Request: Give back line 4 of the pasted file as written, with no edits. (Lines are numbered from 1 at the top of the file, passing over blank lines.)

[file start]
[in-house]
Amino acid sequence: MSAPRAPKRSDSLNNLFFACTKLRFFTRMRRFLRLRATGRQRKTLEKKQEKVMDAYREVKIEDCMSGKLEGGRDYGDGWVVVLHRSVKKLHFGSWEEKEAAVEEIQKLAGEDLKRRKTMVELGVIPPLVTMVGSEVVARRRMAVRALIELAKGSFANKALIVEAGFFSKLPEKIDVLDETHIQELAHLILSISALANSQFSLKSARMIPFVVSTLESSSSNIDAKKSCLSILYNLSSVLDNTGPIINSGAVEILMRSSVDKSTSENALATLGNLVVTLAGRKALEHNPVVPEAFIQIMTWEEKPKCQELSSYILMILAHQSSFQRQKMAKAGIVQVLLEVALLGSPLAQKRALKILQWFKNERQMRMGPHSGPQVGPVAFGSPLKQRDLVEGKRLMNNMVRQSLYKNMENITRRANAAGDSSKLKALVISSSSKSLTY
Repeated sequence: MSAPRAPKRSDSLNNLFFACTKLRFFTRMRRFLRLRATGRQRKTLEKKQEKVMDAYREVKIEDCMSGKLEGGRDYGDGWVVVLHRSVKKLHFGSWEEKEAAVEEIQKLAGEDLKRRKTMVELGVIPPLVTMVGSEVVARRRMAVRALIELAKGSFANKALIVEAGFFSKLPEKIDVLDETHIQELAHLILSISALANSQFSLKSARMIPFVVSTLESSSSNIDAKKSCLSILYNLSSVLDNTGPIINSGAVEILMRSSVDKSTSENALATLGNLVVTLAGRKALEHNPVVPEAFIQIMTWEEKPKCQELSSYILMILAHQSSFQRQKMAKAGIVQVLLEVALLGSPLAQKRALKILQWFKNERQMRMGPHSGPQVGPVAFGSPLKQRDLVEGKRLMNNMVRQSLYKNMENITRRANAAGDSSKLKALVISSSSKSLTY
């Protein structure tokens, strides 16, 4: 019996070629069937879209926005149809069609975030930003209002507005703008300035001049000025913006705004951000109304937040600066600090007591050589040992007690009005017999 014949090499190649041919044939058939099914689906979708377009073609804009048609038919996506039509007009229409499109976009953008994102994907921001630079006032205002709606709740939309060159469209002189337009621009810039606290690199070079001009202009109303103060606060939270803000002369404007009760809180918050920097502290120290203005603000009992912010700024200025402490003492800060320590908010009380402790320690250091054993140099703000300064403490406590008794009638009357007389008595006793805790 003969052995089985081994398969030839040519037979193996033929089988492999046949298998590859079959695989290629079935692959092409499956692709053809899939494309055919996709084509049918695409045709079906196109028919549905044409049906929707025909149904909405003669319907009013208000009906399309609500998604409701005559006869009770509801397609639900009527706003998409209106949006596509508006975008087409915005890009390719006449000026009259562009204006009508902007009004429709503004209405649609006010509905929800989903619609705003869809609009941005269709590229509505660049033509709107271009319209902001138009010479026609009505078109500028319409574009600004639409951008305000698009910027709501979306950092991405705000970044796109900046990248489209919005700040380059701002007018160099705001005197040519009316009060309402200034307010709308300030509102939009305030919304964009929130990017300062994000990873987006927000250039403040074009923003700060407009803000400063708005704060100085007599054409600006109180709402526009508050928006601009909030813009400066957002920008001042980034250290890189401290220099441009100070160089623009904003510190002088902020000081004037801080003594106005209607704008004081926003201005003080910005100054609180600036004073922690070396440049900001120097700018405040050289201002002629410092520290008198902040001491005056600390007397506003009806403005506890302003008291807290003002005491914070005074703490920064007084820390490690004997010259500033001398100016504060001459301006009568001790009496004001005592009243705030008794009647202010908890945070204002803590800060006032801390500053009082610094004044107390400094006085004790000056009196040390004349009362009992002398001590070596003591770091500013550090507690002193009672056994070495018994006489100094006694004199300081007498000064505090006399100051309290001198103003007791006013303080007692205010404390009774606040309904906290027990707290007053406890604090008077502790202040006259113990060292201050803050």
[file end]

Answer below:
């Protein structure tokens, strides 16, 4: 019996070629069937879209926005149809069609975030930003209002507005703008300035001049000025913006705004951000109304937040600066600090007591050589040992007690009005017999 014949090499190649041919044939058939099914689906979708377009073609804009048609038919996506039509007009229409499109976009953008994102994907921001630079006032205002709606709740939309060159469209002189337009621009810039606290690199070079001009202009109303103060606060939270803000002369404007009760809180918050920097502290120290203005603000009992912010700024200025402490003492800060320590908010009380402790320690250091054993140099703000300064403490406590008794009638009357007389008595006793805790 003969052995089985081994398969030839040519037979193996033929089988492999046949298998590859079959695989290629079935692959092409499956692709053809899939494309055919996709084509049918695409045709079906196109028919549905044409049906929707025909149904909405003669319907009013208000009906399309609500998604409701005559006869009770509801397609639900009527706003998409209106949006596509508006975008087409915005890009390719006449000026009259562009204006009508902007009004429709503004209405649609006010509905929800989903619609705003869809609009941005269709590229509505660049033509709107271009319209902001138009010479026609009505078109500028319409574009600004639409951008305000698009910027709501979306950092991405705000970044796109900046990248489209919005700040380059701002007018160099705001005197040519009316009060309402200034307010709308300030509102939009305030919304964009929130990017300062994000990873987006927000250039403040074009923003700060407009803000400063708005704060100085007599054409600006109180709402526009508050928006601009909030813009400066957002920008001042980034250290890189401290220099441009100070160089623009904003510190002088902020000081004037801080003594106005209607704008004081926003201005003080910005100054609180600036004073922690070396440049900001120097700018405040050289201002002629410092520290008198902040001491005056600390007397506003009806403005506890302003008291807290003002005491914070005074703490920064007084820390490690004997010259500033001398100016504060001459301006009568001790009496004001005592009243705030008794009647202010908890945070204002803590800060006032801390500053009082610094004044107390400094006085004790000056009196040390004349009362009992002398001590070596003591770091500013550090507690002193009672056994070495018994006489100094006694004199300081007498000064505090006399100051309290001198103003007791006013303080007692205010404390009774606040309904906290027990707290007053406890604090008077502790202040006259113990060292201050803050």